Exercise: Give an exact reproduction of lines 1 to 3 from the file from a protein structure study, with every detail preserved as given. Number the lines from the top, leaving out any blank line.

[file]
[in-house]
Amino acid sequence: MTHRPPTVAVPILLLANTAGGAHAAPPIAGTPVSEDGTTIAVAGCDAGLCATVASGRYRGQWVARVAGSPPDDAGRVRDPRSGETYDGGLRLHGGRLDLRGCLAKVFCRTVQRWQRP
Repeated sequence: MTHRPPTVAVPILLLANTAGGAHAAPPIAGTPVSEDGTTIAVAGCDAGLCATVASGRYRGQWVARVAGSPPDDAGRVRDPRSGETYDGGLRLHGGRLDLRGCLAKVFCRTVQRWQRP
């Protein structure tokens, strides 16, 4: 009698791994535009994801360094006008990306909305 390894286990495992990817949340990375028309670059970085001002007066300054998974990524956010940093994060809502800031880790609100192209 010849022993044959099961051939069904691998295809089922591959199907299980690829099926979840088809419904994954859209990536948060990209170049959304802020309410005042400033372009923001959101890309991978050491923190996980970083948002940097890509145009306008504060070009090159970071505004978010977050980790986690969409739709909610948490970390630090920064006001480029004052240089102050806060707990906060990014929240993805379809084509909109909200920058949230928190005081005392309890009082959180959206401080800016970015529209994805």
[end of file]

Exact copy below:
[in-house]
Amino acid sequence: MTHRPPTVAVPILLLANTAGGAHAAPPIAGTPVSEDGTTIAVAGCDAGLCATVASGRYRGQWVARVAGSPPDDAGRVRDPRSGETYDGGLRLHGGRLDLRGCLAKVFCRTVQRWQRP
Repeated sequence: MTHRPPTVAVPILLLANTAGGAHAAPPIAGTPVSEDGTTIAVAGCDAGLCATVASGRYRGQWVARVAGSPPDDAGRVRDPRSGETYDGGLRLHGGRLDLRGCLAKVFCRTVQRWQRP